Director Jason Axinn’s animated gore fest is “Funny Games,” meets “Saw” meets Twilight Zone’s “The Masks” wrapped up in one sick sadistic mutant. It’s gory, and vicious and mean spirited and occasionally baffling, but damned if I didn’t have a good time with it. There’s just something about watching the wealthy tear each other apart that hits a nerve, and “To Your Last Death” is a movie that has fun with its own concept. Not only does Jason Axinn break the conventional narrative, but he uses it as a means of bringing the ugliest sides out of his characters.
Like most elseworlds tales involving Superman and most DC superheroes, “Red Son” examines what the world would look like with a small alteration in mythology. And it’s also a look in to what would happen if Superman was on a different side of history. It’s a history in the controversial albeit acclaimed graphic novel where America loses the Cold War, Russia is the dominant force and Superman is a being whose own personal hell was paved with good intentions. The problem is that with “Red Son,” we’ve basically seen it all before.
One of the bigger more interesting memes at Tiktok right now is the “#IfAnythingHappensILoveYouChallenge.” This particular meme involves a person or people filming themselves before and filming themselves after watching “If Anything Happens I Love You” on Netflix. Every video so far has shown each viewer beginning the movie with a nervous smirk and closing the video with teary eyes. Some of the users are nearly inconsolable afterward. If you didn’t think a short film could legitimately derive so many emotions from viewers, well them you probably have never seen “If Anything Happens I Love You.”
It’s apropos and yet somewhat inexplicable that Hayao Miyazaki would end his career on one what is easily his most divisive film. Miyazaki has spent so much of his career delivering masterpieces of animation that discuss the horrible fall out of war, destruction of the environment, and war machines. So it’s absolutely confounding that Miyazaki takes a more objective approach to Jirô Horikoshi and his creation of what would become certified weapons of war.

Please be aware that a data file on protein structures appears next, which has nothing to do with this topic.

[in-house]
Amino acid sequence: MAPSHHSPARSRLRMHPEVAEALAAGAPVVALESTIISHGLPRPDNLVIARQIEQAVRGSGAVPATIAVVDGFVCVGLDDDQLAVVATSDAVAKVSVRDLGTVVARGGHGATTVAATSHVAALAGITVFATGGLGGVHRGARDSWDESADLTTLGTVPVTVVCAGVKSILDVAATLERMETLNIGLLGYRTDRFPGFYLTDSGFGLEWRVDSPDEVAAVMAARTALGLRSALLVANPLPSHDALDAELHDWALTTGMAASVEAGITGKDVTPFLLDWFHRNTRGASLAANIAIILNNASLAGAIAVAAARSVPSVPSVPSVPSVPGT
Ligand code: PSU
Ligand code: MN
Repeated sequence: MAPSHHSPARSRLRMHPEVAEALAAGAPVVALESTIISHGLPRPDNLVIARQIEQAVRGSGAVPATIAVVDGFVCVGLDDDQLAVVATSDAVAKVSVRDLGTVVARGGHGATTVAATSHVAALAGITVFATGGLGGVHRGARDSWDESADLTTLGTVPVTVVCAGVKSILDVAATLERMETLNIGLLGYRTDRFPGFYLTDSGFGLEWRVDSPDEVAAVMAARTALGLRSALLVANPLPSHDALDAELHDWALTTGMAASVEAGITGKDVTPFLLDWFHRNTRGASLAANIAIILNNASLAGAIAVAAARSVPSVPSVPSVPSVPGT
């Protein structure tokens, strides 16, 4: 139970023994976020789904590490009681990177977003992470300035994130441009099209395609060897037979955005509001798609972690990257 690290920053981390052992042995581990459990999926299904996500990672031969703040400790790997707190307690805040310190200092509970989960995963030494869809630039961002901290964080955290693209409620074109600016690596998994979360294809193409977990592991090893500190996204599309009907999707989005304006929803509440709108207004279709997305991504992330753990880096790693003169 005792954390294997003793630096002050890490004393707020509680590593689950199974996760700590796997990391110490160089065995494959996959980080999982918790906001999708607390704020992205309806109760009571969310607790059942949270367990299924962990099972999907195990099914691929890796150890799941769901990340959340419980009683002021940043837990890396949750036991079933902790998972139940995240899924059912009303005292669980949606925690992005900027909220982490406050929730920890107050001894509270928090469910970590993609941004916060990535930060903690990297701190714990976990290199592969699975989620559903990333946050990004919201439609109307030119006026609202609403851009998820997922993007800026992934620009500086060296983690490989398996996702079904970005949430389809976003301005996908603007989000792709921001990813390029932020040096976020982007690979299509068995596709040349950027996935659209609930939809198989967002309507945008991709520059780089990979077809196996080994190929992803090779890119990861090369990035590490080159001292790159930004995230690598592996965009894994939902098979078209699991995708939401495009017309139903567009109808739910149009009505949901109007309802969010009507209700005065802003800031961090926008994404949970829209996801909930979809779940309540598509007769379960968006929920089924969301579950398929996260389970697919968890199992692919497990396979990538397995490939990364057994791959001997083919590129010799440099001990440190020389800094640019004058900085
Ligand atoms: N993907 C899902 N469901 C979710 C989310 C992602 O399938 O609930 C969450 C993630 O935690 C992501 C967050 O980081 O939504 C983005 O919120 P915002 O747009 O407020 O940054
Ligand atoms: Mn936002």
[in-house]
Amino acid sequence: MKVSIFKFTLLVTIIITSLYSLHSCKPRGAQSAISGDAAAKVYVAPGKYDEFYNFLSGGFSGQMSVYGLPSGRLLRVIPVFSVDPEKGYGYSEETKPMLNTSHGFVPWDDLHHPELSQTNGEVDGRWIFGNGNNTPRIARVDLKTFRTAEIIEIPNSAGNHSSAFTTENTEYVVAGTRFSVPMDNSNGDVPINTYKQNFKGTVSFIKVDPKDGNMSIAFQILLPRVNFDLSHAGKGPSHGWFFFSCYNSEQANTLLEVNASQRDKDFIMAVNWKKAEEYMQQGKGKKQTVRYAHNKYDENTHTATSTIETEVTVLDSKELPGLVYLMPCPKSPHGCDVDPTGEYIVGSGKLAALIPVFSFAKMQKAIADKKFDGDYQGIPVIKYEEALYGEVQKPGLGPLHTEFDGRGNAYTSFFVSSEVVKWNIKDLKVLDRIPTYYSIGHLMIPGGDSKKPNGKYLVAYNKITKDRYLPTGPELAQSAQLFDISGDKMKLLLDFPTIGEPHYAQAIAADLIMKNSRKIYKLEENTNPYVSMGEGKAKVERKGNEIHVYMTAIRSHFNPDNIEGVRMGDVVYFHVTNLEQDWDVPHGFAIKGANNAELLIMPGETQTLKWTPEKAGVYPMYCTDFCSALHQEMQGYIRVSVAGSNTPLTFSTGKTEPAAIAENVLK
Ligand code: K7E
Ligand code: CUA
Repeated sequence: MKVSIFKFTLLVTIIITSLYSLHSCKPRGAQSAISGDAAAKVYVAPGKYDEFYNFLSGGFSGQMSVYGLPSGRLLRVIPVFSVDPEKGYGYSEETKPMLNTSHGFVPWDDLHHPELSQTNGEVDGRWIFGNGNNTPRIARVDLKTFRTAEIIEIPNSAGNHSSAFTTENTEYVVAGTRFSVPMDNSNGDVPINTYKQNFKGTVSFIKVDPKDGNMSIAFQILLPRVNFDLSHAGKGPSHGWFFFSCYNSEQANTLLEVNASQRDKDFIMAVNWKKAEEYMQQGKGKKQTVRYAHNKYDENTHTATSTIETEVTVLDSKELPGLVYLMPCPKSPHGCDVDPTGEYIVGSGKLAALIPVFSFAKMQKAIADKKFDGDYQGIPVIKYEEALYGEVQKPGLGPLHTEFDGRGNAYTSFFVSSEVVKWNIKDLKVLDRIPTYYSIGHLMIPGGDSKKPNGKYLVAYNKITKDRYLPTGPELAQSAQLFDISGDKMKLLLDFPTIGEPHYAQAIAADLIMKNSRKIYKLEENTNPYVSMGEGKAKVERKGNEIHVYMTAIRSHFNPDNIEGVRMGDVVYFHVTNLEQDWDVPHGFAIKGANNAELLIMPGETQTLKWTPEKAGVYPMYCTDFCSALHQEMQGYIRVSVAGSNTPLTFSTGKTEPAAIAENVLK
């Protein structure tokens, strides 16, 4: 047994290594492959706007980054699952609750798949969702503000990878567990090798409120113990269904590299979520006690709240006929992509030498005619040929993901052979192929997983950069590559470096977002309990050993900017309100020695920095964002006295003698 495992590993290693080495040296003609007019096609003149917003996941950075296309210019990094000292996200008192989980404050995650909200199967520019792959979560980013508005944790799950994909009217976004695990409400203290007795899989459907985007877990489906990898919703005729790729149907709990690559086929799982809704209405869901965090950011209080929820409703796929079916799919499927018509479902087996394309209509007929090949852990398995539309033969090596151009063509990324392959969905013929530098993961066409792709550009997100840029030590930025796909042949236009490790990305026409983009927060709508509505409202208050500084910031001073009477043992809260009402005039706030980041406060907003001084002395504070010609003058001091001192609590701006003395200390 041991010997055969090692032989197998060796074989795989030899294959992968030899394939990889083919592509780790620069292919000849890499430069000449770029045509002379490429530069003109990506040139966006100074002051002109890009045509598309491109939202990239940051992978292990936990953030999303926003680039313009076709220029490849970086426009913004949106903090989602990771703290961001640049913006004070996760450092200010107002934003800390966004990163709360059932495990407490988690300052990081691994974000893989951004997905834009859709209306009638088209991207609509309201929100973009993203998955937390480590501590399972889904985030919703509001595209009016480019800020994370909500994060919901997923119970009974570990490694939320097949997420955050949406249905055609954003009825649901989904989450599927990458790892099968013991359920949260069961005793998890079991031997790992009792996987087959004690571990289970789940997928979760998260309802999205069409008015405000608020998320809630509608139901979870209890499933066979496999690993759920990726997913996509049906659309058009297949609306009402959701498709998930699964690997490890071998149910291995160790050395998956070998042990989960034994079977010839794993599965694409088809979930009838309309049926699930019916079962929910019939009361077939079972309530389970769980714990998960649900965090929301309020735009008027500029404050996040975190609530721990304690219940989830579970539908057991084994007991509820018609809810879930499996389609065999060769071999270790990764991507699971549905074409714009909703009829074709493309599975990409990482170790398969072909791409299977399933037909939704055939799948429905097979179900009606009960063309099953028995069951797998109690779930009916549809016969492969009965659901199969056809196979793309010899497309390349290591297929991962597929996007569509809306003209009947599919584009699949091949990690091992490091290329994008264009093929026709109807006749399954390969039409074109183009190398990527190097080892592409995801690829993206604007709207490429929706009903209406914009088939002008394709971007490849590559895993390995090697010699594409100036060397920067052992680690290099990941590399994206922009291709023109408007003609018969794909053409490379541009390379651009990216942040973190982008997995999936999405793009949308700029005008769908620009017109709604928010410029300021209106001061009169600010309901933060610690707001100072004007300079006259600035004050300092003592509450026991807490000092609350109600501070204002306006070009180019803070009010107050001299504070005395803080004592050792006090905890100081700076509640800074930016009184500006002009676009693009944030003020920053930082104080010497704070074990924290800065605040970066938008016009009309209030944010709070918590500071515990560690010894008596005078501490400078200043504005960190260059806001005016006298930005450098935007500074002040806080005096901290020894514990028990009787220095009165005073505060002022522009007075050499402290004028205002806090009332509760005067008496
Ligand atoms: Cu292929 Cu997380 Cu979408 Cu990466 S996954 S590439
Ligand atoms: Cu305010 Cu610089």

BOOTLEG FILES 746: “Cow on the Moon” (1959 animated short by Dušan Vukotić).
LAST SEEN: On YouTube.
AMERICAN HOME VIDEO: None.
REASON FOR BOOTLEG STATUS: Most likely due to a problem with rights clearance.
CHANCES OF SEEING A COMMERCIAL DVD RELEASE: Unlikely at this time.
During the mid-1950s, Yugoslavia began to make its presence known on the global cinema scene through the output of Zagreb Film, a Croatian-based studio specializing in offbeat animated shorts. At the time, animated shorts were still dominated by the Hollywood studios and their line-up of beloved zany characters. But the Zagreb Film animators slowly found their way into major film festivals and theatrical release thanks to inventive, stylish and subversively funny mini-productions.
I wish there were more movies like Jesse Blanchard’s “Frank & Zed” in theaters and midnight movie showings. It’s a movie that promises to become a cult classic and for good reason. Not only is it wildly inventive, and absolutely charming, but I was completely sucked in to everything from the story, the gruesome gore, and the shockingly incredible production values (40 Handmade puppets!). While the movie is low budget, Blanchard’s ability to make every single element of his film feel epic in scope, keeps “Frank & Zed” consistently brilliant and absolutely entertaining.
2006’s “Pirates Ahoy!” is one of the more clever animated sequels to come from the aughts when the “Scooby Doo” movie series was pretty much stale. By this time they’d given up fighting real monsters, and reverted back to criminals and goons with fancy costumes and illusions. It’s surprising how much talent these direct to DVD movies always attract, and the cast compliments what is a pretty nifty mystery, altogether.
The 90’s had some of my favorite animated movies and TV series of all time, and suffice to say it also had some bang up villains. I thought it’d be great to list five of the scariest villains of the 90’s that tormented heroes on TV and in the movies.
What were some of your favorites?